They say Rethinking Construction is more than a report – and they’re right. For Paul Fletcher, it’s the name of the company he founded to promote teamwork using 3D modelling. Sir John would be proud …

Sir John Egan may be surprised to hear that Rethinking Construction, the title of his seminal 1998 report, is now the name of a company promoting 3D modelling. Paul Fletcher, the young architect behind the cheekily named enterprise, is hoping that he, too, can revolutionise the industry.

At the moment, says Fletcher, technology does little to create the integrated teams recommended by Latham and Egan. The disciplines stay within their professional ghettoes and, although they communicate using computer files, these are essentially electronic transcriptions of paper-based information. In fact, “the exchange of information in a file-based format increases the cultural barriers between consultants and contractors”, Fletcher says. By contrast, a 3D model of a project is only possible if the design team works together as more than the sum of its parts, pooling its skills to create a single multidisciplinary unit – with the payoff of fewer errors, fewer disputes, faster construction, lower costs and bigger profits.

The two main factors hampering uptake are the unfamiliarity of the concept and the relatively immaturity of the supporting technology. As yet, only a few well-resourced contractors, such as Laing, HBG and Taylor Woodrow, are using it.

The first of these problems requires an experimental approach to find out the best ways for the team to work together, so Rethinking Construction is organising Teamwork 2000, an Egan-style demonstration project that will take the form of a 3D model of the Globeside Business Park office development being built in Marlow, Buckinghamshire.

This is scheduled to happen at the beginning of June. Once complete, the project will culminate in a live performance at the Building Centre in central London on the 10-14 July, where it will be used to show a live audience just what the technology can do – for example, by demonstrating the effect of design changes such as replacing a concrete frame with steel. There will also be seminars and an exhibition.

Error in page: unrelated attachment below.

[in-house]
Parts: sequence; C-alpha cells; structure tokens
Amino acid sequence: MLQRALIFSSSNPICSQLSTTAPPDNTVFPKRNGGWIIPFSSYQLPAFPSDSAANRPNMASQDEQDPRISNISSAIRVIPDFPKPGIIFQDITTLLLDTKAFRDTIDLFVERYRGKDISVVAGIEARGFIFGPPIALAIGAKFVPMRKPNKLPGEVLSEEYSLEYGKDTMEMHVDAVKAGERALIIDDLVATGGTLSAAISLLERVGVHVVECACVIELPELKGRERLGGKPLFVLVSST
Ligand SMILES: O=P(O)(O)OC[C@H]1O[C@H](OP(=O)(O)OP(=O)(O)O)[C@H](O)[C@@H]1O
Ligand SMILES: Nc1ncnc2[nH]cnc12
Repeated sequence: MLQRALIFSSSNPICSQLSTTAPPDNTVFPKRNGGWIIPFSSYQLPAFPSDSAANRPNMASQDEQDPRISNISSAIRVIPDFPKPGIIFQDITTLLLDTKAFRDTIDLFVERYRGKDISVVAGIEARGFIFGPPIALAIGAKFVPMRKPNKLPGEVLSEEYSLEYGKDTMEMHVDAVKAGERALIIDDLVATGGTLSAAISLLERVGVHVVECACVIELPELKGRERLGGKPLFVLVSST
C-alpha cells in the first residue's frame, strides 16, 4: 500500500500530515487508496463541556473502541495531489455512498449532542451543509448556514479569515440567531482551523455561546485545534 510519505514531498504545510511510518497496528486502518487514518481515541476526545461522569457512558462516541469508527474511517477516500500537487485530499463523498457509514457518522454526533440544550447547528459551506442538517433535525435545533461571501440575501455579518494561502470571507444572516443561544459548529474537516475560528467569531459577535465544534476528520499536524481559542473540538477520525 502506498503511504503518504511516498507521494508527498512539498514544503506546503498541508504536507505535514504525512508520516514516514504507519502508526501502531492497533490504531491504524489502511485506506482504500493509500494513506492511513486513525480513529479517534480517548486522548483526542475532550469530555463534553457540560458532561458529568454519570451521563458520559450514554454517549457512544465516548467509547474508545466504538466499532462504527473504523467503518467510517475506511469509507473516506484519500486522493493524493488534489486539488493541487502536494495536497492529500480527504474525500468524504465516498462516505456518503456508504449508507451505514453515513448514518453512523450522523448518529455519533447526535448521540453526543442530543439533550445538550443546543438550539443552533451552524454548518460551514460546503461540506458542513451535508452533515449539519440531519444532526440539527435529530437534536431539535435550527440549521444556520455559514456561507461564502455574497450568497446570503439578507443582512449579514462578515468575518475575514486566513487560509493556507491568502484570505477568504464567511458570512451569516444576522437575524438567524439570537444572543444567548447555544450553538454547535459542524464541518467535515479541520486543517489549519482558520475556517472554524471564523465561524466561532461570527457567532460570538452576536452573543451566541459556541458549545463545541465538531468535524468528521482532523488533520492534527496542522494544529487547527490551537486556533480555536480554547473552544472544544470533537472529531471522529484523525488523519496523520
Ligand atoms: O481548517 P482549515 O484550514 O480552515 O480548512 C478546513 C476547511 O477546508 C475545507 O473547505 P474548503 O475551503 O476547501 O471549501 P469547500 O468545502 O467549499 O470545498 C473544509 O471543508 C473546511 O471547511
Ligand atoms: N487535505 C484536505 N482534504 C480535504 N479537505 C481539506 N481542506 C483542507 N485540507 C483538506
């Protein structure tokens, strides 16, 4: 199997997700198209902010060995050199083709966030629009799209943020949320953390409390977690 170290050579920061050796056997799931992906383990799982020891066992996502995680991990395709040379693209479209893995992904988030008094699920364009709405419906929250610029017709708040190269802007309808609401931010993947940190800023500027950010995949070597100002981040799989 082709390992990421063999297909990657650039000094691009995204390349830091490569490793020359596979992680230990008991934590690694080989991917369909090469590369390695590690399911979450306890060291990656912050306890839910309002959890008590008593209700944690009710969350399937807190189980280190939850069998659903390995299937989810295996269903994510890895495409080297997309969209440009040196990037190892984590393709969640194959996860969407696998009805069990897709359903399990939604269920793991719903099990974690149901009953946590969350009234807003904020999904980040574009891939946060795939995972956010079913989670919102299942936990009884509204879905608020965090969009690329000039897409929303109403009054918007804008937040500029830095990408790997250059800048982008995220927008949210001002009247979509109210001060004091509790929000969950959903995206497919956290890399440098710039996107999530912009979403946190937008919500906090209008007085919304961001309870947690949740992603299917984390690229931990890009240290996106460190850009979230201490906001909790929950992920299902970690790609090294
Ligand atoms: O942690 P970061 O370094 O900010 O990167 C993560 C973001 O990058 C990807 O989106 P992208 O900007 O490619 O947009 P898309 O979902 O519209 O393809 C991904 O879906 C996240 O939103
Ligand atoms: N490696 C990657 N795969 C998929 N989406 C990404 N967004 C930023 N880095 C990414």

The exchange of information in a file-based format increases the cultural barriers between consultants and contractors

Paul Fletcher, Rethinking Construction

The team for the project is being assembled now, and has already attracted about 10 architectural and engineering firms that are willing to part with the annual subscription (between £500 and £7500, depending on the size of the company). Those signed up so far include Fitzroy Robinson, Geoffrey Reid Associates, Broadway Malyan, Whitby Bird & Partners and Oscar Faber & Partners. Although several contractors have expressed a keen interest in the project, none has yet joined.

The team will collaborate by logging on to a web site, (which goes live at the beginning of June), and working on the model using Triforma, MicroStation’s 3D modelling program. Any problems with this software should be eased by the presence on the team of Bentley Systems, the manufacturer of MicroStation. As Peter King, an associate at Fitzroy Robinson, puts it: “There’s a difference between those people who know about IT, and those who produce working drawings and know about working processes. Part of this exercise is to bring these camps together.”

As well as working out how to get the most out of the technology, the project is investigating the “soft” issue of team dynamics. “The problems are how we work together using a single repository. We don’t know what the technical and personality issues will be,” explains Bob Dalziel, director of Geoffrey Reid.

Fletcher agrees: “The focus is not on the product but on the way of working so we can start to explore the cultural issues.”

All the knowledge gained from the project will be collated by Michael Phiri, a senior research fellow in architecture at Sheffield University, and made available to the team members. After that, Fletcher hopes to launch Teamwork 2001, an extended series of demonstration projects that mixes schemes with designs in place and those in which the teams will start a design from scratch. He is also negotiating a tie-up with the Movement for Innovation, which was initially attracted by the company’s name.

Why 3D modelling is the future

Traditionally, architects have designed buildings on paper using lines that represent parts of the building such as doors, pipes and windows. This was repeated in CAD files. Three-dimensional CAD technology allows a designer to construct a prototype building as a computer file, which is an exact replica of the building to be created. The model is built from objects – representations of building elements such as walls, windows or ducts that contain information on the elements’ properties, including height, weight and cost. In effect, it is a database of information about each element. When the objects are put together, a duct that clashes with a door will scream at the designer long before the contractor on site does. One of the main problems at the moment is software compatibility. Architects tend to use Bentley Systems’ MicroStation products, whereas engineers design with Autodesk’s AutoCAD. The two are not compatible. What’s more, German software firm Nemetschek, the leading 3D software producer in Europe, is about to give Autodesk a run for its money with the UK launch of its own 3D modelling software. Many efficiencies can be achieved by using the 3D method. For example, there is less need for the professions to repeat each other’s work as, ideally, the engineer, architect and other designers are working from a single model. Also, elements of a building can be copied and pasted from project to project and the building should be easier to price. For more information, e-mail